So what might set the phronimos apart in this way? While their practice may appear intuitive, common-sense even, it is rooted in and requires what Gadamer (2004) has described as thoughtful reflection on experience. This is best thought of, according to Clark (2012), as a hermeneutical process ‘demanding a repeated and progressive quest to reconcile the detailed particularities of the case with complex, competing and evolving moral imperatives’ (p. 115). Phronesis involves good thinking and the ability to change understandings in light of changing circumstances. Because of its intrinsic complexity and ambiguity, praxis is always risky (Carr and Kemmis, 1986) – there is no textbook, algorithm or code that can eradicate that complexity. Even the most accomplished phronimos is likely to get things wrong at times, but will likely get them right more often than not. That is as much as can be hoped for.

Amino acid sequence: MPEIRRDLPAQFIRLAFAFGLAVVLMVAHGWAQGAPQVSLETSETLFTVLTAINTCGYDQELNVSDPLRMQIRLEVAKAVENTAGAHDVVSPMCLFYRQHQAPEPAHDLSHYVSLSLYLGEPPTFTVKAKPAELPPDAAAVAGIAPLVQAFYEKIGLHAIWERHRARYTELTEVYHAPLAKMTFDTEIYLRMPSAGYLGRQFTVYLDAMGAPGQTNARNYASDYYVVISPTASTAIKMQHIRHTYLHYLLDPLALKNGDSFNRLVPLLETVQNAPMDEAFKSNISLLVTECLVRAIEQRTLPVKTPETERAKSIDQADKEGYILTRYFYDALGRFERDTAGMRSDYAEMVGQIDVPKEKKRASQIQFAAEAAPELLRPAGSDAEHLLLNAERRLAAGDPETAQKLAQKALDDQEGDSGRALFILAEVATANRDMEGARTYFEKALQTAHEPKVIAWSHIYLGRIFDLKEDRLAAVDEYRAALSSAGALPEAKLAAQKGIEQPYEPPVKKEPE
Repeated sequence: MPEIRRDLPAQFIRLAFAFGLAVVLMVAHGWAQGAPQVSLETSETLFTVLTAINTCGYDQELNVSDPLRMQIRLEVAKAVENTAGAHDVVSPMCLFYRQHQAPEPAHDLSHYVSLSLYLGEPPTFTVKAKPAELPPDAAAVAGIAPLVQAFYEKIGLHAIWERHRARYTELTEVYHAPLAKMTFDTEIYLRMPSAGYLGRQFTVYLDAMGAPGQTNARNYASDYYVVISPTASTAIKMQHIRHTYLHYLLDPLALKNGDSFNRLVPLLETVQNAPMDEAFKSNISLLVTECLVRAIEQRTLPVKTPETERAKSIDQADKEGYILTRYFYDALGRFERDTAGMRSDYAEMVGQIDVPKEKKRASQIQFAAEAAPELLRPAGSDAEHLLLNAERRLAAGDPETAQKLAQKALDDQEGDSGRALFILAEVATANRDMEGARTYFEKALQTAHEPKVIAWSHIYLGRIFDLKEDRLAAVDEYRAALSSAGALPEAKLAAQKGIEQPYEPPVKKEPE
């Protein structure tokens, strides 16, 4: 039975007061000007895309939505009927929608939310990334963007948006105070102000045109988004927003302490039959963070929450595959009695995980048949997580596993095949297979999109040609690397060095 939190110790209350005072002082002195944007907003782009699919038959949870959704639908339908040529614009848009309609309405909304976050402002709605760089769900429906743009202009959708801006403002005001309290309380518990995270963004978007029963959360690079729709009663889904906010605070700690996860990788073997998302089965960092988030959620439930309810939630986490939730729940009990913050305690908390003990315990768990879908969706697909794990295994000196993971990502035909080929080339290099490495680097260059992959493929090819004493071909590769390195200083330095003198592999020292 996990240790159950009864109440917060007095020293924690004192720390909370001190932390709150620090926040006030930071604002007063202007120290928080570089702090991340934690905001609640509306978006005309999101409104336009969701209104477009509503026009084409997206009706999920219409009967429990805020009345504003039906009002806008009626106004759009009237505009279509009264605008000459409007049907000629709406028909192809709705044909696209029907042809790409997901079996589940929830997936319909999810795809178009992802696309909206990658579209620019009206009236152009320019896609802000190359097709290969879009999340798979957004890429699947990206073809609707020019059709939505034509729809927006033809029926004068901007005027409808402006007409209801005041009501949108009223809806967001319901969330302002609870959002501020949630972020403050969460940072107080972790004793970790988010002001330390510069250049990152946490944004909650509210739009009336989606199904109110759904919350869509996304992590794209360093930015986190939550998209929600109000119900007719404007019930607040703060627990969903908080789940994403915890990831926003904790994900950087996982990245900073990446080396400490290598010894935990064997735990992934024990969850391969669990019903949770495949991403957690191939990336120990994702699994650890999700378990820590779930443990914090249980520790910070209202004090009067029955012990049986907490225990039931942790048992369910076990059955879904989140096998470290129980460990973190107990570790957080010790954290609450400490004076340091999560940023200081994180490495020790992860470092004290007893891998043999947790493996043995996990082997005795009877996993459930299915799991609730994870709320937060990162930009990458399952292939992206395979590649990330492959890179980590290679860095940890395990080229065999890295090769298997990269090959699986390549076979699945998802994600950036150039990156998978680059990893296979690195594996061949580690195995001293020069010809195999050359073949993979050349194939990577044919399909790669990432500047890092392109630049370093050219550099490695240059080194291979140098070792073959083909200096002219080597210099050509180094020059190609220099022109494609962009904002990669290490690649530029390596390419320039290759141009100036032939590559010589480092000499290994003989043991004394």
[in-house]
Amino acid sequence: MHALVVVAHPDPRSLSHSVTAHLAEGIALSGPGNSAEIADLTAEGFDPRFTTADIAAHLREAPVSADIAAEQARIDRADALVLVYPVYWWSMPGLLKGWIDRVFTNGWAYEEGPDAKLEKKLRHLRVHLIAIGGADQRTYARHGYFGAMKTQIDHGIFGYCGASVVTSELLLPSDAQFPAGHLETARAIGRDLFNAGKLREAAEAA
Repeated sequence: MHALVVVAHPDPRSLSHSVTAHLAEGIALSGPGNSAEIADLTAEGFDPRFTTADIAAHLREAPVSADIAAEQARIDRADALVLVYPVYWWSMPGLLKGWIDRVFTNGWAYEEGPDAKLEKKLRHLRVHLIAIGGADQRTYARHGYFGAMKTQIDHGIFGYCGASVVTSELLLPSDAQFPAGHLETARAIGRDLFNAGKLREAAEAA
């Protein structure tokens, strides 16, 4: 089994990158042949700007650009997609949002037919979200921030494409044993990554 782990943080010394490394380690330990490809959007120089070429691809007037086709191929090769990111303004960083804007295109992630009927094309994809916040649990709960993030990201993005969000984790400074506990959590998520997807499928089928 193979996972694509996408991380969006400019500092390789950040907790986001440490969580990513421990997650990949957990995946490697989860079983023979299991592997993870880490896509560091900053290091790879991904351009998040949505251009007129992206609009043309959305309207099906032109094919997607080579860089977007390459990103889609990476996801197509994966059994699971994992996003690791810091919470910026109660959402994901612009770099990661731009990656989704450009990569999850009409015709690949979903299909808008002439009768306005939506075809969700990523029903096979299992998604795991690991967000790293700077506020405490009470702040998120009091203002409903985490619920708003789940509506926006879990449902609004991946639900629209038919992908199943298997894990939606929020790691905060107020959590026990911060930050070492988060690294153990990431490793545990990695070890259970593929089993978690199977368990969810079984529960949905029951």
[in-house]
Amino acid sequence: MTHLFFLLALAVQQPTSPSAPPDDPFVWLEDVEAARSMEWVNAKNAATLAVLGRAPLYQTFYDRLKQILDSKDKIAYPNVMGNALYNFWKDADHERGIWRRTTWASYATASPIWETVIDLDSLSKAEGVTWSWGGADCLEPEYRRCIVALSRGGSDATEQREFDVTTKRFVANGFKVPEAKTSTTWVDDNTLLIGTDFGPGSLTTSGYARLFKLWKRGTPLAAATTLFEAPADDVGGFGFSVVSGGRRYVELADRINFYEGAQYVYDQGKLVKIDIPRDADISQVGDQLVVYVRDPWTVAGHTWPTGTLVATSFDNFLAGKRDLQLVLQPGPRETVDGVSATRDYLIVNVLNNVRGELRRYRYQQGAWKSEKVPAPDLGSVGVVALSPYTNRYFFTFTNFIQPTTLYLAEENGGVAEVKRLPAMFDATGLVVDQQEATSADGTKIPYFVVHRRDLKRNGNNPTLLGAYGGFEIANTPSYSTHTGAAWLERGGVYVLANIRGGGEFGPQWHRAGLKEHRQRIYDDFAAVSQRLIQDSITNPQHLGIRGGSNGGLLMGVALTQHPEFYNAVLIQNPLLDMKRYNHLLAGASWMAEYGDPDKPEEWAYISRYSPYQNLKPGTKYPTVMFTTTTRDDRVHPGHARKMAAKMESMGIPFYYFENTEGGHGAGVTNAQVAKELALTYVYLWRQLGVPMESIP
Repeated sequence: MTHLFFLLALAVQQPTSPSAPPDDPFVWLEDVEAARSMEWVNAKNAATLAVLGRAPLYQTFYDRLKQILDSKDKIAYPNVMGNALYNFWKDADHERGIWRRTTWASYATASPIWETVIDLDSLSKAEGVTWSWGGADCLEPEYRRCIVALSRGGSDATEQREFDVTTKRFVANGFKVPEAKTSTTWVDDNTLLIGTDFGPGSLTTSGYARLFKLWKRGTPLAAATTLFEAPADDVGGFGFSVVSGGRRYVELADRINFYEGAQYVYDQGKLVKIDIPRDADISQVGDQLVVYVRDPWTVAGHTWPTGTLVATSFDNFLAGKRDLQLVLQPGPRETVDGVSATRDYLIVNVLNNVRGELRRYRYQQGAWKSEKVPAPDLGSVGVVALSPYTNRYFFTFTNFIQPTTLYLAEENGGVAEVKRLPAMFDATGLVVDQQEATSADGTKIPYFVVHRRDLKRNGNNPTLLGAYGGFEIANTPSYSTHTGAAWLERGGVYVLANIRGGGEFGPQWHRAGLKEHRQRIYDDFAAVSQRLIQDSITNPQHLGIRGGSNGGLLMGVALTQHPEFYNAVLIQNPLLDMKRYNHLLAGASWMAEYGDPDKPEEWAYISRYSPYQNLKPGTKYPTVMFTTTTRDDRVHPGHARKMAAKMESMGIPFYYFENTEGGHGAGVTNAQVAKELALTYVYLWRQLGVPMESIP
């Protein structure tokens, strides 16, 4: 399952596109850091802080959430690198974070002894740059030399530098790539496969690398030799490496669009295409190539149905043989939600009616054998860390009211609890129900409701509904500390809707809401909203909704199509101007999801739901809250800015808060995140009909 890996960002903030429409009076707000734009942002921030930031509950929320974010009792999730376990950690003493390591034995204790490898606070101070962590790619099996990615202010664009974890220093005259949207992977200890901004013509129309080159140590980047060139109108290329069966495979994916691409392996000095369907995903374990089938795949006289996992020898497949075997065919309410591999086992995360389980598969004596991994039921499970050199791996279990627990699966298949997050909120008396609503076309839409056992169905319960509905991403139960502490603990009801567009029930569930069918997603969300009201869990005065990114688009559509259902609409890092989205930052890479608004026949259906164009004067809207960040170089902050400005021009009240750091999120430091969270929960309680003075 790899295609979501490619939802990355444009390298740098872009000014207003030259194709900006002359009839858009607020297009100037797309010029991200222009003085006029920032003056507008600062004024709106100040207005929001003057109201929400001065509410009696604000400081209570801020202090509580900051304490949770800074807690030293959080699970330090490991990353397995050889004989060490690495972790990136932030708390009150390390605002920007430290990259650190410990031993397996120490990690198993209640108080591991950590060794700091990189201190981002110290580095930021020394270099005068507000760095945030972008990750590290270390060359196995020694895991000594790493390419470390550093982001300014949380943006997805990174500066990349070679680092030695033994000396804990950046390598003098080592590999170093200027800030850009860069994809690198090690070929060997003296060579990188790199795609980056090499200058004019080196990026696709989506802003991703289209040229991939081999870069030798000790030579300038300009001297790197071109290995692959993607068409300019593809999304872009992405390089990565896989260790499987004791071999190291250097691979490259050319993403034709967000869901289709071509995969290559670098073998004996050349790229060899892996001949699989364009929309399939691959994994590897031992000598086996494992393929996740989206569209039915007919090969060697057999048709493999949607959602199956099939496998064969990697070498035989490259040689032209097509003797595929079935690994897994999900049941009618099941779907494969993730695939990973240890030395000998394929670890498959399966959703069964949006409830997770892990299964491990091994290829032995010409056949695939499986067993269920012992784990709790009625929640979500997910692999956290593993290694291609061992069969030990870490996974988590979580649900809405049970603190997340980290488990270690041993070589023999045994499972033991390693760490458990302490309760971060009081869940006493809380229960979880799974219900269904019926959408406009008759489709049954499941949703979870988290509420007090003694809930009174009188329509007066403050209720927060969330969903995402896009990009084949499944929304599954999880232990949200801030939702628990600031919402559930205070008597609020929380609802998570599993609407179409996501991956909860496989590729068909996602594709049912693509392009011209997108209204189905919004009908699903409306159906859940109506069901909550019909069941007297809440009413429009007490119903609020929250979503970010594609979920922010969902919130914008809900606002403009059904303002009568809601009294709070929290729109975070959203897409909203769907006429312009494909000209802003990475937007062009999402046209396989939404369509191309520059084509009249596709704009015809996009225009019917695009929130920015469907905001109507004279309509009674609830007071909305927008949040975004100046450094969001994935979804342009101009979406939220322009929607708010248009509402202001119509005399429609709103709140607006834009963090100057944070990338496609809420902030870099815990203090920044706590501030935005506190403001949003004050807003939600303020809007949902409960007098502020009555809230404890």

An ontological dimension to phronesis
As should be apparent, the kind of knowledge encapsulated by phronesis isn’t just practical or intellectual but is also dispositional and embodied. Kreber (2015) has noted the necessity not just of Aristotle’s intellectual but also of his moral virtues of truthfulness, justice and courage in enacting phronesis. Dunne (1997) has highlighted that phronesis develops as part of a person’s life history and experience, what Bourdieu (1977), harking back to Aristotle, subsequently went on to describe in his idea of habitus. Habitus might be thought of as the assimilated, embodied dispositions that give a person a particular ‘feel for the game’, allowing them to act wisely and with due discernment within a particular situation. Actions and responses become habitual because they are so deeply ingrained in one’s character.